Toward the beginning of Chronic, the small film from Mexican director Michel Franco that enchanted Cannes judges in 2015 (it won Best Screenplay) and opens this week in the United States, a man scrolls through a younger woman’s Facebook photos. His mouse hovers over the “friend request” button—they aren’t connected—but he doesn’t click. Instead, the static images of the photographs fill the screen for a few seconds, one after the other, and then he abruptly closes the laptop.
In this scene, Franco presents his own movie in microcosm. Chronic, about a male hospice nurse who appears to lose himself in the day-to-day care of his dying patients, moves from static moment to static moment but struggles to make a connection. We watch David (played in stoic, professional poker face by Tim Roth) sponge off a naked woman who is too weak to move. We watch him jog, drive, prepare tomatoes and mozzarella, attend a funeral, and sit in a hospital waiting room. But there is no score, no exposition, very little dialogue, and almost nothing upon which to hang an emotional bond with the characters in the picture frame. We see only the outside of David and the sad fog of sick people and family members moving around him. Then the window shuts.
The film focuses on David’s tendency to forge close and unsettling bonds with his patients, even as his emotions—and theirs—are withheld from us. Unfailingly gentle, efficient, and diligent, David is also oddly dependent on the men and women for whom he performs small acts of comfort. There is the young woman with AIDS; the gruff, half-paralyzed divorcée; the proud grandmother who begs David to euthanize her; the sullen teenager in a wheelchair. He picks up extra shifts, sending away the night nurses, and weaves details about their lives into his conversations with strangers—at one point claiming to a bookstore clerk that he, not the man he’s just left, is an architect specializing in “functional buildings.” When a patient he’s tended to for 21 years dies, he cleans her body with a calm, unreadable expression, then tells an engaged couple at a bar that he is a widower.
None of this is sinister, only sad, especially as the film filters in teasing details about David’s past: He is grieving a son whom he may have helped to die; he is estranged from his wife and daughter (the luminous girl in the Facebook photographs); he spends his spare time jogging to nowhere. David, with his sensitive, steady presence, has the melancholy honor of being more useful to the chronically ill than their family members are—a bitter fact that causes some relatives to lash out, as if against their own helplessness, and others to draw closer to him. But David rebuffs anyone whom the approach of death has not turned inward. When a former patient’s niece invites him to breakfast, he literally flees out of the car into a cemetery.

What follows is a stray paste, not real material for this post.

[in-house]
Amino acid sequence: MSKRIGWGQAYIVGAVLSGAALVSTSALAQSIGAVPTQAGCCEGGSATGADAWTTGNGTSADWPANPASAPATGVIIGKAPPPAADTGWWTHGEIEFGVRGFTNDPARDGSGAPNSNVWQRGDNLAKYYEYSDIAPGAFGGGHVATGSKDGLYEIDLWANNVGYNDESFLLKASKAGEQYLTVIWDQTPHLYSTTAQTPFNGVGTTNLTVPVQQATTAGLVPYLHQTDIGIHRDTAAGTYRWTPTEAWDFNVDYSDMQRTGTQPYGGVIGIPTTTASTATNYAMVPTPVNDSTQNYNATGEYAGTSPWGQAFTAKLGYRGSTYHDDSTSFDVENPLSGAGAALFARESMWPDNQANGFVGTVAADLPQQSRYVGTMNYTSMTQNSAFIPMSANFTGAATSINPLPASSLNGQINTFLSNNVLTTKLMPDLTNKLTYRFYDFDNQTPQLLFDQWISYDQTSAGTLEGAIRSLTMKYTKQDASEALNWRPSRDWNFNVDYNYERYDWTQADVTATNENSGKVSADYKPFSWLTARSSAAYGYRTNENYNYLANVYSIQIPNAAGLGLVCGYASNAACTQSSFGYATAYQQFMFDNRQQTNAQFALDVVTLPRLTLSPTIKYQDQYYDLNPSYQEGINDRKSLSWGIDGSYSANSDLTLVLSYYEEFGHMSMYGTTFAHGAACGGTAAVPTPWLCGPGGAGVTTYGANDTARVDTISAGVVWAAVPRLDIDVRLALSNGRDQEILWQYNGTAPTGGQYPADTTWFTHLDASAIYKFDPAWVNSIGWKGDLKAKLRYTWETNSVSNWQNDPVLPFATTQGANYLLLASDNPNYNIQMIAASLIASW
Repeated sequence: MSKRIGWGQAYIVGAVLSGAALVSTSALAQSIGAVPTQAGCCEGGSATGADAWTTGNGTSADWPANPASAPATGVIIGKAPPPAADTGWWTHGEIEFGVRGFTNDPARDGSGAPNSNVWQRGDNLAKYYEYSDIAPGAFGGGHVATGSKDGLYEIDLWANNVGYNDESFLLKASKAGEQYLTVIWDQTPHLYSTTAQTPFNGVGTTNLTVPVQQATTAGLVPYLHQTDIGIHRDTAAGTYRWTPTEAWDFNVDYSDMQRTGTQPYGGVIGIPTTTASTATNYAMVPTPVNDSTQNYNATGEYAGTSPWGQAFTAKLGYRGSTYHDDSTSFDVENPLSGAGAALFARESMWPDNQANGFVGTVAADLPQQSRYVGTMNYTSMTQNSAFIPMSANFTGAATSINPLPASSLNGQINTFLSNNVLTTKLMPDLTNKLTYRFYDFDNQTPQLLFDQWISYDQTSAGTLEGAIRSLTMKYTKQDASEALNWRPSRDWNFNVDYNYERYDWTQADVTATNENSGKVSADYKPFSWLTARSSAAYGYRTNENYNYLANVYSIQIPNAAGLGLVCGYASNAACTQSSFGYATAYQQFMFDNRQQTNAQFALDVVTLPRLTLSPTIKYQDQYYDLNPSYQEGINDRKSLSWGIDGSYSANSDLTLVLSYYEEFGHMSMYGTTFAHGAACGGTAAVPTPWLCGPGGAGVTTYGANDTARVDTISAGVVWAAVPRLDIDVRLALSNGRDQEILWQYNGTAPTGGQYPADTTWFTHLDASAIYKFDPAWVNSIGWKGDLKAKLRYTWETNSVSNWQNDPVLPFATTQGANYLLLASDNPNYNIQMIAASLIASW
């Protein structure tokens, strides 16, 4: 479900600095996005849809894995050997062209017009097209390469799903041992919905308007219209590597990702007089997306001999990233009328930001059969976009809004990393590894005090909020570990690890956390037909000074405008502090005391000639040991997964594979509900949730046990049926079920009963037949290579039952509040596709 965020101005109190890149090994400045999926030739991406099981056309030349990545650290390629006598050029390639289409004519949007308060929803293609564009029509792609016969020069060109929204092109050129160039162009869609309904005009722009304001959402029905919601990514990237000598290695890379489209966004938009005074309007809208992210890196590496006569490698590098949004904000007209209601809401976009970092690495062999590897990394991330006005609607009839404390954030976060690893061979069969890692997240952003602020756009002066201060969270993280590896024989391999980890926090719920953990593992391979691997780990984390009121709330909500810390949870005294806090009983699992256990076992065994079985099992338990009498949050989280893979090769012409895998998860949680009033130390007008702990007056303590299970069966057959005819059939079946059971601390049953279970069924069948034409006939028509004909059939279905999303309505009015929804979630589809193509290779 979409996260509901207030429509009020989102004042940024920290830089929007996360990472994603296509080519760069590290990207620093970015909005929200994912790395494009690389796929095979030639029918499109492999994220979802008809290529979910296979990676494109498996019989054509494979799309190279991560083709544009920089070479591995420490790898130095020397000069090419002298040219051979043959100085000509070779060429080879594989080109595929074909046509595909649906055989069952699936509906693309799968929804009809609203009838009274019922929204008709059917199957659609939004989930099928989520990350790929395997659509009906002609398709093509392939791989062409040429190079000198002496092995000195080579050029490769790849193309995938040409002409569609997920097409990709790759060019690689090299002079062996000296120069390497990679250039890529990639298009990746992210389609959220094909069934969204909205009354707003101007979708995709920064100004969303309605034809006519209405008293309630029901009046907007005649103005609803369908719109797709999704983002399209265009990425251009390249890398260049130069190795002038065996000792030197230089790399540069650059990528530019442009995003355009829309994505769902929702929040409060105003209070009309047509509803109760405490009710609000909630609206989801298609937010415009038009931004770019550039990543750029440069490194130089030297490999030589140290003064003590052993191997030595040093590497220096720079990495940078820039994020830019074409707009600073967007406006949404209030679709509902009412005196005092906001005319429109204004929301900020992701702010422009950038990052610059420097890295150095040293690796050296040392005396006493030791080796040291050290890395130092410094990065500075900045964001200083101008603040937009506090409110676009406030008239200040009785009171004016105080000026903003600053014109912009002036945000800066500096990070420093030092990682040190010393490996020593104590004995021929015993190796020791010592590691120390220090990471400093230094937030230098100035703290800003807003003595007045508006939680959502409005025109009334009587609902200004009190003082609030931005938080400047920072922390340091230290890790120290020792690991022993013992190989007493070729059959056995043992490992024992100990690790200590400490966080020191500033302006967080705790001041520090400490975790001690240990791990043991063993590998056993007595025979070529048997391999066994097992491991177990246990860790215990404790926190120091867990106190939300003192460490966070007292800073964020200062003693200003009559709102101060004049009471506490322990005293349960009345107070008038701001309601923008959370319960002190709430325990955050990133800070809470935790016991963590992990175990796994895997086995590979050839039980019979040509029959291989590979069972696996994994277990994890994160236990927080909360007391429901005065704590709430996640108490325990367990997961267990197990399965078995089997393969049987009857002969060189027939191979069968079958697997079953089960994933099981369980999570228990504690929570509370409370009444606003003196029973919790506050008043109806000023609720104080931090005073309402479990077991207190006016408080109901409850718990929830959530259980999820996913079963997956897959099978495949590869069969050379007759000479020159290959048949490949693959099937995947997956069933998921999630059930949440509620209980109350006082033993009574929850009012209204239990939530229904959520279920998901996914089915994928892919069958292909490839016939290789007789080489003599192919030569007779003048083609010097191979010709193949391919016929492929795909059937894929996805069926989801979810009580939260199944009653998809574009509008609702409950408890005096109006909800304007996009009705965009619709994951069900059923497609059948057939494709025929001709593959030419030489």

David’s connection to his daughter (Sarah Sutherland) is a possible lifeline, albeit fragile. (Significantly, she’s studying medicine in college.) John (Michael Cristofer), a stroke patient, serves as her irritable foil, declaring that “women are unbearable” before enlisting David’s help to play porn on his iPad. When John’s children discover the porn, they threaten to sue David for sexual harassment—a horrifying charge made more haunting and complicated by our intuition that David’s relationships with his patients are inappropriate, just not in the predatory way the family suspects.
At 93 minutes, Chronic felt unbearable to sit through, at once intimate and difficult, boring and acute. Its tone aspires to the numbness of a limb pinned for too long under a heavy weight. Roth’s impassive face is the height of competent discretion, whether he is peeling off the streaked clothes of a chemotherapy patient who has soiled herself or gathering a stroke victim into an awkward embrace. Nothing happens, and at the same time, the worst things happen, as if each scene formed an oil painting in a dour Northern Renaissance exhibit: Still Life With Vomit. Old Man Grimacing in Bed.
With its static scenes and dispassionate, almost documentary-style camerawork, Chronic seems to be circling a point about the mysterious equilibrium of the sick. Yes, David’s patients need him, and they surrender their dignity in awful ways, but there’s a grave self-sufficiency to them, arranging silverware on the table while cancer gnaws at their organs or letting their eyelids flutter closed in the bath. They’ve withdrawn from life and ask only for small things. David covets this existence but stands apart from it. “Can I get you anything?” he asks the boy in the wheelchair at one point. “Fuck off,” the boy replies.
David could perform a thousand tasks, and none of them would make a difference. So could Franco, and maybe that’s why he chooses to do so little. The end of Chronic is shocking, a poetically just act of extravagance that the film spends its run time earning. How much misery can you accrete to the human condition before the screen goes black of its own volition? The answer may be 93 minutes, but I needed significantly fewer to crave the cool embrace of the void.